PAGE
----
Researchers from Queensland University of Technology are making it easier to combine the power of idle computers to create cheap but powerful virtual supercomputers.
They call the technique “cycle stealing,” which taps into the number crunching capacity of a computer when it’s not in use. Worldwide, people are already contributing their computers to projects to search for extraterrestrial intelligence, fight AIDS or help cure cancer.
But although they demonstrate the potential of cycle stealing, these are one-off projects designed to solve particular problems.
Now researchers at QUT’s Center for IT Innovation are devising generic cycle stealing software that should enable anyone to build a virtual supercomputer for projects that need more power than your average PC.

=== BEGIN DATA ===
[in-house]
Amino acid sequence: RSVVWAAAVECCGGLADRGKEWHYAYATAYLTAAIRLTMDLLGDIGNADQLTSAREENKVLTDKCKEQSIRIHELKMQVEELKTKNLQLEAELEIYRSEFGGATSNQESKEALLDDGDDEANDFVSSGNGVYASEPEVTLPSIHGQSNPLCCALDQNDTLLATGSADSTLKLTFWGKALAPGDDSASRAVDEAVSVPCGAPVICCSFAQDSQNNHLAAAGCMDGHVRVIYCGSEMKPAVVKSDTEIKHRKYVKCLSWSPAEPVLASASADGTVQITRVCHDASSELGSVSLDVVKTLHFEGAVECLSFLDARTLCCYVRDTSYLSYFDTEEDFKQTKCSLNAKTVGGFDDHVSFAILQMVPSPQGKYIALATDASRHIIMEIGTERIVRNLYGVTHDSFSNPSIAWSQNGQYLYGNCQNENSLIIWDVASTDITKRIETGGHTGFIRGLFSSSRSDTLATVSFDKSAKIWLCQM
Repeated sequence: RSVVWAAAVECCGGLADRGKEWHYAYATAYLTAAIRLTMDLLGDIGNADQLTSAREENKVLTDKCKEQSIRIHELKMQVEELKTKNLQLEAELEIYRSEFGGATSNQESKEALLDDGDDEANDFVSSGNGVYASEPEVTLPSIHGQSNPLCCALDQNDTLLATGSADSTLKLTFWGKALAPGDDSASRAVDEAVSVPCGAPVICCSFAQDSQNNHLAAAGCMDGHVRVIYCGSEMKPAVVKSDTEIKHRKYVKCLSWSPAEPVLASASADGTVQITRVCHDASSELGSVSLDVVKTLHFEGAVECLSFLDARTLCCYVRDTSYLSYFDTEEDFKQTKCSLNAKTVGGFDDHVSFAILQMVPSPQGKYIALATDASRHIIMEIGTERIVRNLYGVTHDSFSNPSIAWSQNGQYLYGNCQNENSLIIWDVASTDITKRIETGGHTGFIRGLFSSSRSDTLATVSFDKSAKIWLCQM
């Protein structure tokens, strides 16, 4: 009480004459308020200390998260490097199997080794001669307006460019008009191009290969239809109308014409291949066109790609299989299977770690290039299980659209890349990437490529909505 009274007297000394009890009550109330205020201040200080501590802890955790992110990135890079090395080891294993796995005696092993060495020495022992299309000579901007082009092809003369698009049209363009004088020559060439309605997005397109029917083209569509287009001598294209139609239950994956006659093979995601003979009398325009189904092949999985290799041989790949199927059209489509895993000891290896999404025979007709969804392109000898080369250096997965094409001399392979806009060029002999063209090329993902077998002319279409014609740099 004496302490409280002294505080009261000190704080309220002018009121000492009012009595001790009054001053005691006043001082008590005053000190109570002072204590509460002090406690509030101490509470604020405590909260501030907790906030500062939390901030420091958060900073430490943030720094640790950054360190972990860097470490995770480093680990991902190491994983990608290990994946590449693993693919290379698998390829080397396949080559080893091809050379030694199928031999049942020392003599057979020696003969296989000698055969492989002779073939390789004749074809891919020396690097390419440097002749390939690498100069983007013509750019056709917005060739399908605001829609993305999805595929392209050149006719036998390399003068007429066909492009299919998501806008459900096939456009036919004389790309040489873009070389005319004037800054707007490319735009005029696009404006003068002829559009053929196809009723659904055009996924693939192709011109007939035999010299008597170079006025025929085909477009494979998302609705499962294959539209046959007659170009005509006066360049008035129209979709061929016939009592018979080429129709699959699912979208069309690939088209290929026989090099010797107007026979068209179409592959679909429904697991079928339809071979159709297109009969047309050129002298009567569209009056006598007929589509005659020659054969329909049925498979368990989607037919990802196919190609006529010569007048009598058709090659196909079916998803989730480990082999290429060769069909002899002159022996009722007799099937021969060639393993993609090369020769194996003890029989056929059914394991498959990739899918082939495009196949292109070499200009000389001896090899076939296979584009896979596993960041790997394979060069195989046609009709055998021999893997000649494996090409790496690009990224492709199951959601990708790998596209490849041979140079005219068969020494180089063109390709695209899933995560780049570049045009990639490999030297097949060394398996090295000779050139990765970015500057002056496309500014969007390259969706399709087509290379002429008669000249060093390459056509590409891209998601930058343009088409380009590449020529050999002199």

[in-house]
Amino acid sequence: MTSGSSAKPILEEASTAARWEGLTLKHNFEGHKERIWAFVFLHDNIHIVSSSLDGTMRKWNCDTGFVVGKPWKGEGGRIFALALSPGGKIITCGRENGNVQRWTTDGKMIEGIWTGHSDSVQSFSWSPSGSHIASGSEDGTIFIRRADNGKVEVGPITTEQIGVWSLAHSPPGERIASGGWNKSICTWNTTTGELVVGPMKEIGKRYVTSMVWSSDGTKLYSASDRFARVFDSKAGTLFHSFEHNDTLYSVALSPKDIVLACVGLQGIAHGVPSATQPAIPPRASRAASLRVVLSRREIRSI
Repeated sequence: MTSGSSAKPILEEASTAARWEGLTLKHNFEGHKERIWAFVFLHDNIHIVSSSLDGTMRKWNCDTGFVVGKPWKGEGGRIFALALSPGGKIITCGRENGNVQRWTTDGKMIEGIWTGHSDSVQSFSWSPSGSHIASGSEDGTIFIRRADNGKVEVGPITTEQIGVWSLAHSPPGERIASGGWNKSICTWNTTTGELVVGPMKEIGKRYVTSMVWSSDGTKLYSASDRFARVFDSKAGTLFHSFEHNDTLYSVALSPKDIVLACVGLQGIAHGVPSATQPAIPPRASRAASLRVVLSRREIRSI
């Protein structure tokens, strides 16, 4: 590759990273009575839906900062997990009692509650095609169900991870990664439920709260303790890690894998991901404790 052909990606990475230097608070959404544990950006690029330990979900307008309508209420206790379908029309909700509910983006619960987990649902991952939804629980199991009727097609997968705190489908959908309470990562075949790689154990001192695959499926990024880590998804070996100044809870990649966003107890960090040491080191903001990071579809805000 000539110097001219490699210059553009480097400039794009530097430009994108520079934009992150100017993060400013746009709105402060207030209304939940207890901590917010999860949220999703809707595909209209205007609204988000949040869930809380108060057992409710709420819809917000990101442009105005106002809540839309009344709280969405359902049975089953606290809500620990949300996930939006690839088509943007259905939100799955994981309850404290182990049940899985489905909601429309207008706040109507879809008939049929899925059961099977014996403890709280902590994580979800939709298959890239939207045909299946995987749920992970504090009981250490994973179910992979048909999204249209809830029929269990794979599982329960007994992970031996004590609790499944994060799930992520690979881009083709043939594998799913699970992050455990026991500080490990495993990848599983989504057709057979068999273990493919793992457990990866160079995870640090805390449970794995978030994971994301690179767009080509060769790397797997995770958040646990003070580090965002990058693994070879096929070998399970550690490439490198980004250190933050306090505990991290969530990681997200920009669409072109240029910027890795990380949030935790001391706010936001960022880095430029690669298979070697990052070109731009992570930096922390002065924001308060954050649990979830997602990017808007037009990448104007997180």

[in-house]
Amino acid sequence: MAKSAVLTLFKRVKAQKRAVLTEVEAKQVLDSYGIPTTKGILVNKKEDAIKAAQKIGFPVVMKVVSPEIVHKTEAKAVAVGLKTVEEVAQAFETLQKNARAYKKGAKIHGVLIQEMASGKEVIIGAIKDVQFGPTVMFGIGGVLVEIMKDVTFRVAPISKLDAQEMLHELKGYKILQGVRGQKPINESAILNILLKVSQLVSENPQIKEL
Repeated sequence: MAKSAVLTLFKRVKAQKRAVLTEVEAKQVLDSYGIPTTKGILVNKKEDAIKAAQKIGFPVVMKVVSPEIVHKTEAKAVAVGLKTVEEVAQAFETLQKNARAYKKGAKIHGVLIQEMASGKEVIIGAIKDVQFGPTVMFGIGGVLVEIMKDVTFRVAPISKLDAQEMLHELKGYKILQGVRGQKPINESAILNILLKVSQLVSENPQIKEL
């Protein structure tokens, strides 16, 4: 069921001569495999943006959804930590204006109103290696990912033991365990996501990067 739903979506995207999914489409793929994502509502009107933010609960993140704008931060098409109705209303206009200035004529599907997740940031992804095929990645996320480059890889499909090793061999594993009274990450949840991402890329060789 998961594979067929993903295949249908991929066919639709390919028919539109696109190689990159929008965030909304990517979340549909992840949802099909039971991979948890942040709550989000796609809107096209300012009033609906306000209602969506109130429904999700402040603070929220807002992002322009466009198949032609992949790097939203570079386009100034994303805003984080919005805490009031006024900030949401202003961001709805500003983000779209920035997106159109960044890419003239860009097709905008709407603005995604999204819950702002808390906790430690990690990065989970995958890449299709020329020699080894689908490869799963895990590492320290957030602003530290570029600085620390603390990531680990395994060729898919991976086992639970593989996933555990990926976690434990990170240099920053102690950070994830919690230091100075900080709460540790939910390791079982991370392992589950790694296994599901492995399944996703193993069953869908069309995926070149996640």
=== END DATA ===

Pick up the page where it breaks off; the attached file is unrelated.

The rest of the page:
“The premise is that anyone who needs more computing horsepower than their desktop computer provides, should be able to get it via cycle stealing,” explained Ph.D. researcher Jiro Sumitomo.
“Idle desktops can be combined to form ad hoc cycle stealing networks that provide high performance without the high cost associated with ‘real’ supercomputers.”
Supported by a grant from Microsoft, the researchers have developed a framework called G2, which supports the creation of secure cycle stealing networks on the Internet. It allows people to contribute computing power using nothing more than a Web browser.
The researchers designed G2 to meet user expectations of performance, reliability, ease of use and safety, including the ability to support a wide range of applications.
“By making cycle stealing networks cheap and easy to deploy, and by supporting many types of parallel applications, we hope to make high performance computing accessible to everyone.”
An online demo of G2 is available on the Web at g2.fit.qut.edu.au. The researchers hope that a public release will be available in the next six months.